Extended-form Case Study

MIRA Rehab: a tale of hi-tech physiotherapy

Published on May 29, 2017   20 min

A selection of talks on Technology & Operations

Please wait while the transcript is being prepared...
Hello everyone. My name is Cosmin Mihaiu. I'm the CEO and co-founder of MIRA Rehab. At MIRA, our mission is to motivate people to get better in a faster, easy, and fun way.
People who have had a stroke, a bone fracture, or were born with a neurological condition, usually require physical and sometimes cognitive exercises to regain their mobility and mental capacity. However, therapy can be a cumbersome and sometimes painful process. About 70 percent of patients don't follow their therapists recommended exercises at home and therefore, take longer to recover. This also results in therapists spending a longer time with the same patient, costing the entire system more money.
MIRA is a software platform that turns physical and cognitive exercises into video games, making therapy easier to follow. It asks patients to complete the recommended movements to progress through each game level. As a result, patients are playing while, at the same time, actually recovering. Our system is being used with patients suffering from orthopedic or neurological conditions from children, the youngest ever being three years old, to seniors, the oldest being 102 years old. MIRA is registered as a Class 1 medical device and can be installed in clinical environments where patients go for their regular treatment sessions, as well as at home where patients can be remotely monitored by their therapists. We have over 60 institutions worldwide using our system, helping 400 patients every month.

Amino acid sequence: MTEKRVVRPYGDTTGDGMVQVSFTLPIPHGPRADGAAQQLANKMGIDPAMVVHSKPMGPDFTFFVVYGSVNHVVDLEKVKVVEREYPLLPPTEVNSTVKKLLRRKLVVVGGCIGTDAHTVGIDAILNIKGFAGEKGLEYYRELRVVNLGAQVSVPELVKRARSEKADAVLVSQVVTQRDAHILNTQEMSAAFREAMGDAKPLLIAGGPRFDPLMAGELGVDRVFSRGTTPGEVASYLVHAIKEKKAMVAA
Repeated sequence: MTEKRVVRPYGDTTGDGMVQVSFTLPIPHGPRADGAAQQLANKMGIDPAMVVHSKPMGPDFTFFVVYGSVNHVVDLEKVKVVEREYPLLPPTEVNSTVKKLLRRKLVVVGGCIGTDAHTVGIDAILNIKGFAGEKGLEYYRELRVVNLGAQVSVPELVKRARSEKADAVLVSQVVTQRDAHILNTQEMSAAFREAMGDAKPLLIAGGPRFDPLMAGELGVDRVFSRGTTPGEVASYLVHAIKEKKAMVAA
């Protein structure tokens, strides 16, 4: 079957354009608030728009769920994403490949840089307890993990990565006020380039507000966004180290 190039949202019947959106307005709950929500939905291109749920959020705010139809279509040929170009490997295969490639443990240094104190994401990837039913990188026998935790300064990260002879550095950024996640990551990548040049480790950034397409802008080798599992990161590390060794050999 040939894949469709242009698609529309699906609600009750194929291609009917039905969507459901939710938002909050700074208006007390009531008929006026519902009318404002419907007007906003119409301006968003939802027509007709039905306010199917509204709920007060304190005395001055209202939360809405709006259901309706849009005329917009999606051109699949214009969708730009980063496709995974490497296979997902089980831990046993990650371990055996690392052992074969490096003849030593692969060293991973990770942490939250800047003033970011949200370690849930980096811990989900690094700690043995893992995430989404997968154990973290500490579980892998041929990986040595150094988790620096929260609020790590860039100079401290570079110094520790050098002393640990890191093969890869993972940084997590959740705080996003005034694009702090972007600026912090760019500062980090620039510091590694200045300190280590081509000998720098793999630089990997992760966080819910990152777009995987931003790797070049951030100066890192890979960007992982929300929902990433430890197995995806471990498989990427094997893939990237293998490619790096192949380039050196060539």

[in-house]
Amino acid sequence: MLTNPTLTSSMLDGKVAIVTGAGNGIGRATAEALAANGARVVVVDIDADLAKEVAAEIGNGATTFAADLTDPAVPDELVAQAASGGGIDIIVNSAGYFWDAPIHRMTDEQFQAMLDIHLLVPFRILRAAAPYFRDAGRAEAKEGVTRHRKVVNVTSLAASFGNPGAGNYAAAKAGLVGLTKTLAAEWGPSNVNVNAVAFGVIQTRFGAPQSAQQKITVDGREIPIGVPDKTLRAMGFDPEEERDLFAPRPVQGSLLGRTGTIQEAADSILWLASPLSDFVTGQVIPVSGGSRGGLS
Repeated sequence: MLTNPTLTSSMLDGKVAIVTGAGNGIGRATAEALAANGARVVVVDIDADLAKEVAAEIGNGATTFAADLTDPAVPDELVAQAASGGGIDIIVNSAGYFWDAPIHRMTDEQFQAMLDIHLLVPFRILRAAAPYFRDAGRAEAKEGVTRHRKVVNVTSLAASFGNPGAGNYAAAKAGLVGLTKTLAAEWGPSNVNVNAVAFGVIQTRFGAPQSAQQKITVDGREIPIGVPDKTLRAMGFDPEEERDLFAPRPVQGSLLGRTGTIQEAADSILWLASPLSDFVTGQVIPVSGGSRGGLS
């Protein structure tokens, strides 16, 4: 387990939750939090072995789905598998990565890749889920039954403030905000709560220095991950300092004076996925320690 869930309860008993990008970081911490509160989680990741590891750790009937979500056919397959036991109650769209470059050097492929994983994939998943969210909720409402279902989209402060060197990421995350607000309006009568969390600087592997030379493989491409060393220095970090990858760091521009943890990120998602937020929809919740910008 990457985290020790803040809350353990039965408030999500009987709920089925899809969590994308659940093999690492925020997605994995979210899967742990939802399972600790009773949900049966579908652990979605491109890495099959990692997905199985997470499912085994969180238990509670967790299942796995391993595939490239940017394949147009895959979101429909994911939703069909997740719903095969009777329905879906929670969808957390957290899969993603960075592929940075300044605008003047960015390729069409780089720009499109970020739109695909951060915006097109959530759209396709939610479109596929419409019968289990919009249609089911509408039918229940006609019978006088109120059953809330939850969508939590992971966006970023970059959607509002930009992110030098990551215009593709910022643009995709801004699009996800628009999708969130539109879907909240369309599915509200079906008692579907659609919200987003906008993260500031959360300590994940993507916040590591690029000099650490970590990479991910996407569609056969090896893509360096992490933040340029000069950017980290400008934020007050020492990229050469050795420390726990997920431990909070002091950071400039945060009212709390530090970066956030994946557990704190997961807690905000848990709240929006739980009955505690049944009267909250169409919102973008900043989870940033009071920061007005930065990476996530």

We are proud of where we have gotten so far and we know we still have a long way to go. But I thought I would go through our story, how we started and the challenges we faced along the way. Microsoft runs a yearly competition called Imagine Cup. It's a software competition for students with the theme, "Imagine a world where technology helps solve the toughest problems." About seven years ago, while I was studying software engineering in my hometown, Cluj in Romania, three colleagues of mine and I formed a team to participate in the Imagine Cup competition. Our first run was in 2010. We did well, ended up representing Romania at the worldwide finals in Poland but we didn't even get in the top 50 countries worldwide. However, we enjoyed the Imagine Cup experience and decided to participate again in the following year. We were brainstorming for a new idea and I told a story of how when I was seven years old, I broke my arm and after sitting with it in a cast for six weeks, I was supposed to do physiotherapy to extend and flex my elbow 100 times per day, seven days per week. I barely followed these home exercises because I found them boring and painful. But as a result, it took me another six weeks to get better. Besides my story, my colleagues immediately realized they had heard similar stories of a relative or friends who had difficult times going through physical therapy. We all asked ourselves if patients who didn't play their way to recovery.